Title webinar:

Fault detection and diagnosis of HVAC systems



The Heating, Ventilation and Air Conditioning (HVAC) sector is responsible for a large part of the total global energy consumption, a significant part of which is caused by incorrect operation of controls and incorrect maintenance. HVAC systems are becoming  increasingly complex,  especially  due  to  multi-commodity energy  sources, and as a result, the potential for failures  in systems  and  controls  will increase. That is why energy performance diagnostic systems are paramount. However, despite much research on Fault Detection and Diagnosis (FDD) methods for HVAC systems, they are rarely applied. An important reason is  that  the  proposed  methods  differ  from  the  design  approaches of HVAC designers who use process and instrumentation diagrams (P&IDs).

The  so-called 4S3F method  made  a  step  forward  towards  a  systematic  and  automated  multi-system  and multi-level  fault  and  energy  performance  diagnosis  by  developing  an  energy  performance  FDD architecture  based  on  information  embedded  in  P&IDs.  This new approach combines systems theory with data analysis. In the 4S3F method, the symptoms and faults are classified into  4  types  of  symptoms  (balances, operating conditions (OS) and energy performances (EP) anomalies and additional information) and 3 types of faults (component, control and model faults). The detection (of symptoms) and diagnosis (identification of faults) phases are separated. The results of the symptom detection are imported in a DBN (Diagnostic Bayesian Network) method in which faults and symptom are linked in a network. The DBN software estimates the probabilities of the presence of faults.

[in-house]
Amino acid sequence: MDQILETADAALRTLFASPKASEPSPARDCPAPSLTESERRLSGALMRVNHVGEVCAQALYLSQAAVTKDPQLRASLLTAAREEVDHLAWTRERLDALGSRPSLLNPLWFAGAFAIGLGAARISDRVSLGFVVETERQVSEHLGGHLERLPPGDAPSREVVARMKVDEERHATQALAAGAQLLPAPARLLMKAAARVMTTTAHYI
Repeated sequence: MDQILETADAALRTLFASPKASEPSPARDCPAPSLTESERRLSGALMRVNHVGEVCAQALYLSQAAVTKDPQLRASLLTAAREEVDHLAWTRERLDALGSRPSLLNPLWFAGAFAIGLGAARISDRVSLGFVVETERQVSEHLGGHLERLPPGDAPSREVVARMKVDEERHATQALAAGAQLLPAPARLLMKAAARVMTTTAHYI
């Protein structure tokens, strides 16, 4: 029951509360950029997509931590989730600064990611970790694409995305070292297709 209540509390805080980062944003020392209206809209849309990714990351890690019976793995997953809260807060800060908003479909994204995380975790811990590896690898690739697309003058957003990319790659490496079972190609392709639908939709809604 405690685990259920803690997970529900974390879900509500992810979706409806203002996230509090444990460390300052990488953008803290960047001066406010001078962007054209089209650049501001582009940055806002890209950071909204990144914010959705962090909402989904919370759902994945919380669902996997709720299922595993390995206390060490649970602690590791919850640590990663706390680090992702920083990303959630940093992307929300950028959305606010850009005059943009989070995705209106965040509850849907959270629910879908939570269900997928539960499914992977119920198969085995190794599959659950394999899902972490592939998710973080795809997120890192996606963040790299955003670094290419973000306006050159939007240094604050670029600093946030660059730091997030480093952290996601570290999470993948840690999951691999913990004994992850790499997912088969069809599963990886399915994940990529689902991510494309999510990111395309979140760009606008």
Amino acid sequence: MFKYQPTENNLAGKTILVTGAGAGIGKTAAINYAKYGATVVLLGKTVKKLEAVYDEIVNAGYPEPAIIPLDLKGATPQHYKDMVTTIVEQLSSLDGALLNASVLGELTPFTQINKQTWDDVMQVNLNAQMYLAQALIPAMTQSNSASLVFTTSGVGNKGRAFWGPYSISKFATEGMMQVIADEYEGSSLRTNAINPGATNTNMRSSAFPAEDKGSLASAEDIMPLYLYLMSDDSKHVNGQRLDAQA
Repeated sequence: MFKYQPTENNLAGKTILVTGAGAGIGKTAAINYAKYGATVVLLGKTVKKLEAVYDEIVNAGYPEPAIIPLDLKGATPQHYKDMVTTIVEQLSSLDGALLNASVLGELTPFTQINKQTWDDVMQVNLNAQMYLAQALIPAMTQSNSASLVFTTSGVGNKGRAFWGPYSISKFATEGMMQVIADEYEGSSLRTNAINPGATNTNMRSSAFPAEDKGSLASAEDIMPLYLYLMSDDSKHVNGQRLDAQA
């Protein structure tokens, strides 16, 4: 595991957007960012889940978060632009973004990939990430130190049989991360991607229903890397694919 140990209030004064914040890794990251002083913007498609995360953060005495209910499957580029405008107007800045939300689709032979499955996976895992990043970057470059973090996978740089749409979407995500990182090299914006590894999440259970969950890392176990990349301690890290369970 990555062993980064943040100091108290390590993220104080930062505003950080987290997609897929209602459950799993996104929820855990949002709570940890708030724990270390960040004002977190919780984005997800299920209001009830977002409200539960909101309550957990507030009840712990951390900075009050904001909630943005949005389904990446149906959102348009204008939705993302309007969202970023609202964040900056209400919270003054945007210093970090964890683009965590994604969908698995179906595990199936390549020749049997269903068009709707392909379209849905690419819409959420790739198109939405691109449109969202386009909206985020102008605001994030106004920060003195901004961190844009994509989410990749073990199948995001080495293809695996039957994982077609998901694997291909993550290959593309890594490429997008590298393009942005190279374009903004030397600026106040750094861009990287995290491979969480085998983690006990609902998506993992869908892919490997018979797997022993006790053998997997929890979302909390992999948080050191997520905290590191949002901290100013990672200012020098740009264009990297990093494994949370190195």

17 March 2022

16:00 - 17:00

Speaker: Arie Taal (Haagse Hogeschool)

Arie Taal has been training Mechanical Engineering students at The Hague University of Applied Sciences for over 30 years. He is an active researcher within the Energy in Transition research group at HHS and is part of the Mission Zero knowledge centre.